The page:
For days all my 4 year old daughter would talk about was the 4th of July fireworks spectacular in Red Bank, New Jersey. Having missed the last 3 years of pyrotechnics, she was determined to finally see a live fireworks show, and who was I to let her down.
Only one snag though.
The fireworks in Red Bank draws over 50,000 people. They drive down to the shore, they scramble to park, they watch, they leave.
All of this leads to some incredibly gridlocked traffic.
So in a moment of genius, my wife points to the Whole Foods on Route 35. Whole Foods is the anchor store in a strip mall on the top of a large hill which overlooks Red Bank. Instead of stressing over parking, finding a place to watch the festivities, etc., we pulled into the Whole Foods parking lot, found a patch of grass, spread out our blanket and enjoyed the night.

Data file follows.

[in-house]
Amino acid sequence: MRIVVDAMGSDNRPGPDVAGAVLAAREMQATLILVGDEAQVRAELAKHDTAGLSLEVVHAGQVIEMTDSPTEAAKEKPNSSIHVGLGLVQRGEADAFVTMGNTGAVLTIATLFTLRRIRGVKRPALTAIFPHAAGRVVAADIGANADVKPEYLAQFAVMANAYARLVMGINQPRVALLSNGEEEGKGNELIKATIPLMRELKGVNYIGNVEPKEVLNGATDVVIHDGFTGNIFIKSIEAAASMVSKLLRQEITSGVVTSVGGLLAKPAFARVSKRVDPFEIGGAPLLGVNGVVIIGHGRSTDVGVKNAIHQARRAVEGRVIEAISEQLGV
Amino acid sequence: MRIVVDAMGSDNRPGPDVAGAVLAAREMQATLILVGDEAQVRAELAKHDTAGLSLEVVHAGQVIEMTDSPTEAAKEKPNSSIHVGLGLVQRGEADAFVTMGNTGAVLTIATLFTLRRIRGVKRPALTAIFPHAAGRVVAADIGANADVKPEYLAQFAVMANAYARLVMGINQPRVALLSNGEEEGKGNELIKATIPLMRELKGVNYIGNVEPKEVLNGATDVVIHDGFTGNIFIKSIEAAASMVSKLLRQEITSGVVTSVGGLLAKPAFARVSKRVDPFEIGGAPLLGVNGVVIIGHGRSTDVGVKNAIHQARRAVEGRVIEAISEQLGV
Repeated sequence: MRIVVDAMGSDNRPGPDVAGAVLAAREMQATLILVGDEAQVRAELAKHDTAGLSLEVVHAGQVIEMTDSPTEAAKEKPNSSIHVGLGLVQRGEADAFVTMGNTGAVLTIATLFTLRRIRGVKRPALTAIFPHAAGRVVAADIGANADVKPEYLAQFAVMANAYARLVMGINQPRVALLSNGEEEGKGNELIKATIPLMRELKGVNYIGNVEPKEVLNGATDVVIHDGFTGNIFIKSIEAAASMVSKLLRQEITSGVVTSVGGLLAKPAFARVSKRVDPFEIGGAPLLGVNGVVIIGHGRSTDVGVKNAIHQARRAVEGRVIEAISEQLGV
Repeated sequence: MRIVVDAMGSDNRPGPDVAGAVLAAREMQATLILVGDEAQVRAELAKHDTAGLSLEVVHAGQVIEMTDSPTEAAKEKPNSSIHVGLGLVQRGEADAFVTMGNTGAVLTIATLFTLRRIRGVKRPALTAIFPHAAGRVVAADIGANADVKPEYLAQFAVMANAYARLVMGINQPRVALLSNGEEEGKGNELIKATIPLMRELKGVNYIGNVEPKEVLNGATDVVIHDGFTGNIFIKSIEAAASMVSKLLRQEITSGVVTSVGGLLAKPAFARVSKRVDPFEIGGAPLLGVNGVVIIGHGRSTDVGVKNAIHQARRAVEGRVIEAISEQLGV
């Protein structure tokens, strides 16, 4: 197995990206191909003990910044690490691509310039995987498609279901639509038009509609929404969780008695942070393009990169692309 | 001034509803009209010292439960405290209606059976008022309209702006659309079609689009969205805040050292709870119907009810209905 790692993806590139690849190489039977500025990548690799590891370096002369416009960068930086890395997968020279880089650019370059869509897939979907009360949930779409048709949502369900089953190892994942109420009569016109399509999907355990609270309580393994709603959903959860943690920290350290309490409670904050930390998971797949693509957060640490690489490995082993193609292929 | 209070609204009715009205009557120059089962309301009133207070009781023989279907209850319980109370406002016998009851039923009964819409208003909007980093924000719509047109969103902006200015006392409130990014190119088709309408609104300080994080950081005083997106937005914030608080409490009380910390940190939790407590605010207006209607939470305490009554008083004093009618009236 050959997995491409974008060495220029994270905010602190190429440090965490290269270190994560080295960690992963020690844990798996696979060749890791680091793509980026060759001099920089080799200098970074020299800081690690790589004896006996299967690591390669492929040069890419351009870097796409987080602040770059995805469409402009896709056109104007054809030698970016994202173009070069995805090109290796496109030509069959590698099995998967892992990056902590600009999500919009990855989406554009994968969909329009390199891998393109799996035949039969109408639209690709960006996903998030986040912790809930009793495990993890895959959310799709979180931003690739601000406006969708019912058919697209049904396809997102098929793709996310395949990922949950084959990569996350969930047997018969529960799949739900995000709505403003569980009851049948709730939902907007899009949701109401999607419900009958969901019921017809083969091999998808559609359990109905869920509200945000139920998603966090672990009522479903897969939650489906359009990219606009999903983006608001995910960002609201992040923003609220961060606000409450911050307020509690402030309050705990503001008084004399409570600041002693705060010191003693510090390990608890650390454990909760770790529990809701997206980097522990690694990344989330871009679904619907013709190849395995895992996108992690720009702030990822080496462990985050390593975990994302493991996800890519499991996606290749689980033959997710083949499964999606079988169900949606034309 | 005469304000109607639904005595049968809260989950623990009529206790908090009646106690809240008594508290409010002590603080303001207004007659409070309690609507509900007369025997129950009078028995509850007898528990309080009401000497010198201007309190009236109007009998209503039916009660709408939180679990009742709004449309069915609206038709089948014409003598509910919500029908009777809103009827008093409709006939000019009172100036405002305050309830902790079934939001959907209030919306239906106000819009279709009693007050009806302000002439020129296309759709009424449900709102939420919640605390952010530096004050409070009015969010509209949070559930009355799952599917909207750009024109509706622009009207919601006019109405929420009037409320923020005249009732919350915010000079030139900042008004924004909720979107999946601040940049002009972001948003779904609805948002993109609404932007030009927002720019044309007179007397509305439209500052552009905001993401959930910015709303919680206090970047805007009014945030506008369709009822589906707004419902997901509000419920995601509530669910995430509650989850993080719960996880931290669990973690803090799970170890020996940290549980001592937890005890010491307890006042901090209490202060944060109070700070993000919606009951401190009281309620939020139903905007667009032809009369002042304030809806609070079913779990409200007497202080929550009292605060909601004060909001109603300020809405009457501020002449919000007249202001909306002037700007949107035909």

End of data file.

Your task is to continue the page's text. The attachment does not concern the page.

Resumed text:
Only this story doesn’t end in sparkly oohs and ahhs. See, roughly 150 other families caught on to our idea and they too decided to park in the lot. Within minutes, the lot was packed with happily screaming children and neighborly greetings.
A grocers dream right?
Well you’d think so…
Had I been focusing on their business, I would’ve printed signs offering free fireworks parking.
I’d have employees armed with samples and coupons combing the parking greeting families and since Whole Foods was actually open during the show, there may have been a high propensity of families wandering in, had they been invited.
Unfortunately nobody within Whole Foods had the epiphany to call an audible and this killed me! As a marketer, I sat observing a crowd full of the type of audience Whole Foods probably dreams of filling their car spaces.
In today’s media landscape, Local is the new National. As large chains try to integrate themselves into the fabric of community, they need to realize their offline actions could inspire positive online affinity. Conversely, all they’ve got now is a disappointed blogger write about a missed opportunity sift through their hands like sand.